The Great Blue Heron is abundant, widespread, and well-known throughout its range in Texas. It is highly adaptable, both in habitat requirements and diet. From about 1860 until 1907, its breeding plumes as well as those of Snowy Egrets (Egretta thula) and Great Egrets (E. alba) were in demand in the millinery trade where they were used to adorn women’s hats. There are reports of Great Blue Heron plume collecting on the Texas coast in Flour Bluff (Nueces County) and Refugio County (Casto 1983). However, their populations were not decimated as were those of the egrets.
Herons are long-legged freshwater and coastal birds in the family Ardeidae, with 64 recognised species, some of which are referred to as egrets or bitterns rather than herons. Members of the genera Botaurus and Ixobrychus are referred to as bitterns, and, together with the zigzag heron, or zigzag bittern, in the monotypic genus Zebrilus, form a monophyletic group within the Ardeidae. Egrets are not a biologically distinct group from the herons, and tend to be named differently because they are mainly white or have decorative plumes in breeding plumage. Herons, by evolutionary adaptation, have long beaks.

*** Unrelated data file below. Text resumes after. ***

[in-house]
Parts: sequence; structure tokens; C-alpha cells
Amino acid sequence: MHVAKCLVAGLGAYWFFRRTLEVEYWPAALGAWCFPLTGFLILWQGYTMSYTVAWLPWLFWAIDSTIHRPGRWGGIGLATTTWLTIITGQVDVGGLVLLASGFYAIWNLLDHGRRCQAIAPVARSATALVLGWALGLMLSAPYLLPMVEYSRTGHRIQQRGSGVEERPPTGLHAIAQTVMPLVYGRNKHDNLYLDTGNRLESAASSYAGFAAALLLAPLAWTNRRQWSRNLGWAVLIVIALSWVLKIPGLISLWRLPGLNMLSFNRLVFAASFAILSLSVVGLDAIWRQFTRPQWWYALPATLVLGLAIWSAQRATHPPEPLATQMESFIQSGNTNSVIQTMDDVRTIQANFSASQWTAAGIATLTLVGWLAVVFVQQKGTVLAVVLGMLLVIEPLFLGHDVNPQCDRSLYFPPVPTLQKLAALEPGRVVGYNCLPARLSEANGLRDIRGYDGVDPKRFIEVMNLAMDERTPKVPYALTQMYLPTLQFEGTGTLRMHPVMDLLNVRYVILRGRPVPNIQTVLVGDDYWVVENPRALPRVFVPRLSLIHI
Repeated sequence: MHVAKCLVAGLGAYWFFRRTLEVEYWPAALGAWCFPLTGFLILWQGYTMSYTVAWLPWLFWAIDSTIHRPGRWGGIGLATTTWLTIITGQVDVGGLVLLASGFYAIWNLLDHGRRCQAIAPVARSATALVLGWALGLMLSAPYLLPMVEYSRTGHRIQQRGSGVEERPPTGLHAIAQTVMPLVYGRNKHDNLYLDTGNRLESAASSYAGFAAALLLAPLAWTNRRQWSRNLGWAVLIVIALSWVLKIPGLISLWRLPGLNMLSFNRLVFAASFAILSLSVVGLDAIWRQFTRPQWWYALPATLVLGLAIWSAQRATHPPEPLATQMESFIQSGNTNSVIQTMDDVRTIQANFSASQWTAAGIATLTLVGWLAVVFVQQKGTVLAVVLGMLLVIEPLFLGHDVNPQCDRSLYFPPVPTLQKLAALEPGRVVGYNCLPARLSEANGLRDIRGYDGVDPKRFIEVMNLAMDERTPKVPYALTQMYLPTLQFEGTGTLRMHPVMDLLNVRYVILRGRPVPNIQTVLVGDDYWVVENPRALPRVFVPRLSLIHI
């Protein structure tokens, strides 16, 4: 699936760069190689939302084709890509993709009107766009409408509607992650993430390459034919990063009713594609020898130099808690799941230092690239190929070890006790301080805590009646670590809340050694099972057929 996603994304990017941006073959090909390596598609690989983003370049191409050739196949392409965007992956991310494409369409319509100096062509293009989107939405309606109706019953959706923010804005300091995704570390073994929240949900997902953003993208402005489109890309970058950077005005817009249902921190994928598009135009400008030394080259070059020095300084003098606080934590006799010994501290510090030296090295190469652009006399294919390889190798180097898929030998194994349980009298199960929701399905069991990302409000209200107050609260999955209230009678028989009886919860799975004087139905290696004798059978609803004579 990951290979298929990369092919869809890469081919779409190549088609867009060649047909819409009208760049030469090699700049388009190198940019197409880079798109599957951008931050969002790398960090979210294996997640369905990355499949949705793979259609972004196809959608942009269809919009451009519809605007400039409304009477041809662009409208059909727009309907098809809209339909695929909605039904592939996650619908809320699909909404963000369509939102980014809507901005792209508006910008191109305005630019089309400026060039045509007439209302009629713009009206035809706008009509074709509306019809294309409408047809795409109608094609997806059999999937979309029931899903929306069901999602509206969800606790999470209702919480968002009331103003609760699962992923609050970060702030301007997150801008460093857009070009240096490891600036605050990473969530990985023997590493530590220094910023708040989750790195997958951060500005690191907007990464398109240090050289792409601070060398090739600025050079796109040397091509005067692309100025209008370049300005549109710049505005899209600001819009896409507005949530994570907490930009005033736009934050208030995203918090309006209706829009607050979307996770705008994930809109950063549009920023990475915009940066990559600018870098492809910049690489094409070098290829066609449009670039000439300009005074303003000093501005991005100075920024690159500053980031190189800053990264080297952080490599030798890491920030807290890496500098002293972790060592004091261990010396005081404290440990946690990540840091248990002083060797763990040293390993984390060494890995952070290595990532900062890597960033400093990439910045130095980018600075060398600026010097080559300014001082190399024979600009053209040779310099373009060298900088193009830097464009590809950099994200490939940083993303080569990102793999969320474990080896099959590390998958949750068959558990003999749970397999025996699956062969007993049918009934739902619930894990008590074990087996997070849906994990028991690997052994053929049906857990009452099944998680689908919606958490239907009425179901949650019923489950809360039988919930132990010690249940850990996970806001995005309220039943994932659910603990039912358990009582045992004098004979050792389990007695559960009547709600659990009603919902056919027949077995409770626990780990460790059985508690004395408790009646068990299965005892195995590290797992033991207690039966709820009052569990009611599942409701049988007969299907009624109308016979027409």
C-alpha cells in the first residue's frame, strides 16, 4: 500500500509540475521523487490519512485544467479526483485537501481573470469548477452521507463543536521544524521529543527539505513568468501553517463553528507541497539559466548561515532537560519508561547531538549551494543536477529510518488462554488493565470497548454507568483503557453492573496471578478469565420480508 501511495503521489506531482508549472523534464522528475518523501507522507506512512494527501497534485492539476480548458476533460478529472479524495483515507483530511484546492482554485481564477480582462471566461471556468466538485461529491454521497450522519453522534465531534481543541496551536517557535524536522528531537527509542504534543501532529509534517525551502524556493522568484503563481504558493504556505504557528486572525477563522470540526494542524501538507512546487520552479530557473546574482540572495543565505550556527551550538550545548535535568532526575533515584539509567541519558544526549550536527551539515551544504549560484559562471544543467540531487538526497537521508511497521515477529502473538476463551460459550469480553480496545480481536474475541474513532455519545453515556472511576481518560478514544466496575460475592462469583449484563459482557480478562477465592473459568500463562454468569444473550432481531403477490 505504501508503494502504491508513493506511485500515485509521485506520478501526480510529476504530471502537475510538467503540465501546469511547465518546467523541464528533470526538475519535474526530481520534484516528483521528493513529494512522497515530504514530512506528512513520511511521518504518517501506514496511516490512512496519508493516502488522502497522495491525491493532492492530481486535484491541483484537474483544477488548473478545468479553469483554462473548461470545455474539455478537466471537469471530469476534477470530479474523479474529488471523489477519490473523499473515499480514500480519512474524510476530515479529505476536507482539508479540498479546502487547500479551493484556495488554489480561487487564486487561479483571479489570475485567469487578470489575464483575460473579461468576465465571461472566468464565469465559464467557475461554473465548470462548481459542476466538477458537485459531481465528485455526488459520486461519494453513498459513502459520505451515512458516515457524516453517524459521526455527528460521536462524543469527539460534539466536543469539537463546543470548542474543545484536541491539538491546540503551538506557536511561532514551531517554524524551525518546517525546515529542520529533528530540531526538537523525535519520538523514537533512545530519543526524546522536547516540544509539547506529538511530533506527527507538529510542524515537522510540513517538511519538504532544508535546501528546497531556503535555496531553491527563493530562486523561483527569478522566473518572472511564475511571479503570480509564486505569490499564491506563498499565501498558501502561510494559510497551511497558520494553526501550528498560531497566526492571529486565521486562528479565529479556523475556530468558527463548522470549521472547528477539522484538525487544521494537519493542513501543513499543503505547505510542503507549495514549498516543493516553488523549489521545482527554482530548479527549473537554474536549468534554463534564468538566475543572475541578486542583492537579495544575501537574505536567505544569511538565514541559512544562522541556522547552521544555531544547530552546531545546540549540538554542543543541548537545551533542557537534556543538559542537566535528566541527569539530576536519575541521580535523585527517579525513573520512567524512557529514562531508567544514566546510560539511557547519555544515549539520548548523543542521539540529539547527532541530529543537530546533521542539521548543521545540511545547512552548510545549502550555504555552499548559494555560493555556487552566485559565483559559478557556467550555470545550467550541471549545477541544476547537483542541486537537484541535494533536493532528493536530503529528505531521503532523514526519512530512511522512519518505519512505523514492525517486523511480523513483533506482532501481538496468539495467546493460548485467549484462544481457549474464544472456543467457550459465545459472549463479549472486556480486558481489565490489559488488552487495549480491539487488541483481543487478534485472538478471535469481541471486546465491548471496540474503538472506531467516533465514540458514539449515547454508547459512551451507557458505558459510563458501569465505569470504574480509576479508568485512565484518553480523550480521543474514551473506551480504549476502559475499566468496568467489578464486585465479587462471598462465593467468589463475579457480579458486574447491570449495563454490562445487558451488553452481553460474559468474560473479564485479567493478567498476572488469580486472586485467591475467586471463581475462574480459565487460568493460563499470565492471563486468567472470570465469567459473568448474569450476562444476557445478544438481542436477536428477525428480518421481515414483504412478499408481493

Herons are medium- to large-sized birds with long legs and necks. They exhibit very little sexual dimorphism in size. The smallest species is usually considered the dwarf bittern, which measures 9.8–11.8 inches in length, although all the species in the genus Ixobrychus are small and many broadly overlap in size. The largest species of heron is the goliath heron, which stands up to 60 inches tall. The necks are able to kink in an S-shape, due to the modified shape of the cervical vertebrae, of which they have 20–21. The neck is able to retract and extend, and is retracted during flight, unlike most other long-necked birds. The neck is longer in the day herons than the night herons and bitterns. The legs are long and strong and in almost every species are unfeathered from the lower part of the tibia (the exception is the zigzag heron). In flight, the legs and feet are held backward. The feet of herons have long, thin toes, with three forward-pointing ones and one pointing backward.
Herons and bitterns are carnivorous. The members of this family are mostly associated with wetlands and water, and feed on a variety of live aquatic prey. Their diet includes a wide variety of aquatic animals, including fish, reptiles, amphibians, crustaceans, molluscs, and aquatic insects. Individual species may be generalists or specialise in certain prey types, such as the yellow-crowned night heron, which specialises in crustaceans, particularly crabs. Many species also opportunistically take larger prey, including birds and bird eggs, rodents, and more rarely carrion. Even more rarely, herons eating acorns, peas, and grains have been reported, but most vegetable matter consumed is accidental.